Nick Friedell sums up the impressive circumstances of the Bulls win on Saturday night over the Knicks well:
The Bulls had every excuse in the world to roll over and lose on Saturday night.
They were playing their fourth game in five nights. They were playing without Derrick Rose and Richard Hamilton. They played the second half without Taj Gibson (ejected) and Kirk Hinrich (elbow injury). And they were playing one of the hottest teams in the league in the New York Knicks, who just knocked off the Miami Heat on Thursday night without Carmelo Anthony.
The deck, as it has been so often early in this season, was stacked against Tom Thibodeau's team.
Yet as has also been the case so many times in the past two years, the Bulls found a way to win a game they probably shouldn't have. In a season full of ups and downs, the Bulls pulled off their most impressive win.
Yes, the Bulls caught another break with Carmelo Anthony unavailable (the kind of player who can transcend a defense-dominated slugfest late in a game) but they had a lot going against them as well. Thibodeau had his top defense going against a top offense, who were missing their star but had been living off of 3-pointers lately. With Melo out previously, the Knicks shot 18-44 from beyond the arc to beat Miami. That's usually a week of makes for the Bulls.
Against a Chicago team that stayed home on the shooters due to the knowledge that there was virtually zero threat from dribble penetration or legitimate post-up opportunities, the Knicks managed to make only eight three-pointers on 23 attempts.
The Bulls forced Raymond Felton into taking 30 of the Knicks’ 84 shot attempts, which was more than double that of anyone else on the team. Felton only converted nine of them to finish with 27 points, and Chicago likely couldn’t have been happier with the distribution of its opponent’s shots.
This was a trademark performance from the Bulls; a gritty win brought on by a stellar effort on the defensive end of the floor. Without Carmelo Anthony there, New York struggled to move the ball and find someone who could take control and get buckets when the team needed them most.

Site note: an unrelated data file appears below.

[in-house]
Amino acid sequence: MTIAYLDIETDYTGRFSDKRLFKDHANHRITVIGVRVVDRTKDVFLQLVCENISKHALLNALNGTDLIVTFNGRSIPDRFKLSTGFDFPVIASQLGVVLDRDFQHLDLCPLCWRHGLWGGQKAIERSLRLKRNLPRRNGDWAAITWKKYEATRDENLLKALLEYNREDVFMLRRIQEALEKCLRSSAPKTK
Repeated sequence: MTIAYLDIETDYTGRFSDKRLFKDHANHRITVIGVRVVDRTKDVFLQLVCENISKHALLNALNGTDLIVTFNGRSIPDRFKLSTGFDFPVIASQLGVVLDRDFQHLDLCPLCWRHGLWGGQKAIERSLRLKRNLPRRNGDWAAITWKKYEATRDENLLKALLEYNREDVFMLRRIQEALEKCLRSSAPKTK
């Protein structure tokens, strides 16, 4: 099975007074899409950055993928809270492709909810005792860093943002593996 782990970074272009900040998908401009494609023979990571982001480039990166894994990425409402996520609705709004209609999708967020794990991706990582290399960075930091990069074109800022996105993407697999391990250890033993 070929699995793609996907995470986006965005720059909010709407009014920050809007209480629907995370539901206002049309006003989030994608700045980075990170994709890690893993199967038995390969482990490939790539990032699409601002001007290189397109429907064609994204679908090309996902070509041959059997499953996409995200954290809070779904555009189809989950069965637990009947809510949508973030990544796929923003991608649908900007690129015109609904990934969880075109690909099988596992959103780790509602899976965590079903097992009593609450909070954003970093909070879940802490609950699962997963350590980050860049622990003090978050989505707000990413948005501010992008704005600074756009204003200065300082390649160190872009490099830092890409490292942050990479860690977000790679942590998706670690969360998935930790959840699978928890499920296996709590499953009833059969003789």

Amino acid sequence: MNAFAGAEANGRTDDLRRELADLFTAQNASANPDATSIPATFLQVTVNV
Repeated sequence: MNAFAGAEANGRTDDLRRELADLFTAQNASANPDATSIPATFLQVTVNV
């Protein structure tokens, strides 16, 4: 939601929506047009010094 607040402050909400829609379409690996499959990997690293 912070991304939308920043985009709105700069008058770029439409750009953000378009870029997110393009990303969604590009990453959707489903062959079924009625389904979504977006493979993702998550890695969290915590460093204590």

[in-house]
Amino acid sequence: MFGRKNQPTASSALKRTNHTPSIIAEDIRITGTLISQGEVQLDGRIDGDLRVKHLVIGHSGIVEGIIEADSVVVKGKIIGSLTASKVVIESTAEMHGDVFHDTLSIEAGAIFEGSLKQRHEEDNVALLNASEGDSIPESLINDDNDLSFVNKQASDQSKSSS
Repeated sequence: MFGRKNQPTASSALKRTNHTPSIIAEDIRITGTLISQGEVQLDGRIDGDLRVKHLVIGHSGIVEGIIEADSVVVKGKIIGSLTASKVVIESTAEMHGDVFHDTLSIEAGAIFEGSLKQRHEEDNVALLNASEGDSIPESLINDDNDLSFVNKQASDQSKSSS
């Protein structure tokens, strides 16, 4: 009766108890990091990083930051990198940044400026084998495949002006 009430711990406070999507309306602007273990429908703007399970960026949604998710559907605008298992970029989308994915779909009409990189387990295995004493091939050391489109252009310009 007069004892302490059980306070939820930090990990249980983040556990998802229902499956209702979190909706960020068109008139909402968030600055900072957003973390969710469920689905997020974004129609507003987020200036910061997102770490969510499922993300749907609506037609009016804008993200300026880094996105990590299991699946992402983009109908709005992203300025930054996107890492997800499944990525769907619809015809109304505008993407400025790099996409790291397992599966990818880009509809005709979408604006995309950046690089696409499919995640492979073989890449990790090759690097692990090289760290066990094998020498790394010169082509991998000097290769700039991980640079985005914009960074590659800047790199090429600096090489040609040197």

We know the formula: having this standout unit keeping them close, getting just enough offense (Belinelli has really stepped up as a starter to give them some shooting for once), and of course limiting exposure to weakness by making sure the best players play all the time.
That last bit may be a problem. It's been a looming one all season, but the mentioned circumstances of their great weekend also highlighted the extreme degree of it. Steve Aschburner can't help but wonder if it'll backfire:
Deng’s workload over the just-completed stretch of four games in five nights: 41:14, 42:23, 42:25 and finally that 46:34. He has played fewer than 40 minutes only four times in his 19 starts this season and he again leads the NBA with an average of 41.2 minutes. The 27-year-old led the league last season too (39.4) and ranked fourth (39.1) in his first season with Thibodeau in 2010-11.
Noah’s minutes have reached an all-time high as well: 39.8 this season, after never having averaged more than 32.8. He ranks second in the NBA to Deng and played 171:31 of the possible 192 minutes in the 4-in-5 run against Indiana, at Cleveland, at Detroit and vs. the Knicks.
At the moment, the Bulls (11-8) have enough wins to sit precariously atop the artless NBA Central. But at what price? Both Deng and Noah have dealt with injuries before. Overuse could lead to new ones or cause one ones (Noah’s plantar fasciitis, Deng’s achy left wrist) to flare up.
Indeed, these wins do matter. The schedule is getting rougher and the closer they are to playoff contention means the more hope a Derrick Rose return can actually mean come April.
Though that may be just a locker room and fans hope, how the Org. treated this offseason means it may all be for little, and it's kind of sad that Thibs has been saddled with some
intellectual (whoops) ineffectual players and a hard cap. But that said, it's obvious Thibs himself has enough responsibility for the minutes management thus far. Given how he was immediately exonerated from any role in injuries last season, there may not be much risk in terms of blame. But I doubt he cares about that as much as simply having these guys available later in the year. I wish he could see that longer-term goal when in the middle of these impressive grind-it-out performances, fun as they've been to see.